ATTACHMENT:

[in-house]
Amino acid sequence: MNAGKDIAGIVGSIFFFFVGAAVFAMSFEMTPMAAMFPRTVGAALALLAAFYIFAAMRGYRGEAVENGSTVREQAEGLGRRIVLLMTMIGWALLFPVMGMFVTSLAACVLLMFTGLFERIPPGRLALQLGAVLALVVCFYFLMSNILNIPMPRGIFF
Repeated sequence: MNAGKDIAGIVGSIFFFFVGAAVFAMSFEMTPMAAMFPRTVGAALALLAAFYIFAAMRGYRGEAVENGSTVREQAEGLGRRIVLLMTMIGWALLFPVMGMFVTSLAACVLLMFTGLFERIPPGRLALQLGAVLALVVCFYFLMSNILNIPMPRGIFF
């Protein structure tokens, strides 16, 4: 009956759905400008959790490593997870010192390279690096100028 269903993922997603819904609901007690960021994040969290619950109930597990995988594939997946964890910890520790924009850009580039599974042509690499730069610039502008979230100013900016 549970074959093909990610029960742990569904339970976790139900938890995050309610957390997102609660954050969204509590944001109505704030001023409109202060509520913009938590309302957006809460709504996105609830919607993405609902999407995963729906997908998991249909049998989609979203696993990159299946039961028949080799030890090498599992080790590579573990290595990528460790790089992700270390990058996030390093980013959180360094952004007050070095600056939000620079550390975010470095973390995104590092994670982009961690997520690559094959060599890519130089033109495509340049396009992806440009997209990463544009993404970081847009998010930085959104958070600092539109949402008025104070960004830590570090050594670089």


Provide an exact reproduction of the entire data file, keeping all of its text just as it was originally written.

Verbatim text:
[in-house]
Amino acid sequence: MNAGKDIAGIVGSIFFFFVGAAVFAMSFEMTPMAAMFPRTVGAALALLAAFYIFAAMRGYRGEAVENGSTVREQAEGLGRRIVLLMTMIGWALLFPVMGMFVTSLAACVLLMFTGLFERIPPGRLALQLGAVLALVVCFYFLMSNILNIPMPRGIFF
Repeated sequence: MNAGKDIAGIVGSIFFFFVGAAVFAMSFEMTPMAAMFPRTVGAALALLAAFYIFAAMRGYRGEAVENGSTVREQAEGLGRRIVLLMTMIGWALLFPVMGMFVTSLAACVLLMFTGLFERIPPGRLALQLGAVLALVVCFYFLMSNILNIPMPRGIFF
């Protein structure tokens, strides 16, 4: 009956759905400008959790490593997870010192390279690096100028 269903993922997603819904609901007690960021994040969290619950109930597990995988594939997946964890910890520790924009850009580039599974042509690499730069610039502008979230100013900016 549970074959093909990610029960742990569904339970976790139900938890995050309610957390997102609660954050969204509590944001109505704030001023409109202060509520913009938590309302957006809460709504996105609830919607993405609902999407995963729906997908998991249909049998989609979203696993990159299946039961028949080799030890090498599992080790590579573990290595990528460790790089992700270390990058996030390093980013959180360094952004007050070095600056939000620079550390975010470095973390995104590092994670982009961690997520690559094959060599890519130089033109495509340049396009992806440009997209990463544009993404970081847009998010930085959104958070600092539109949402008025104070960004830590570090050594670089």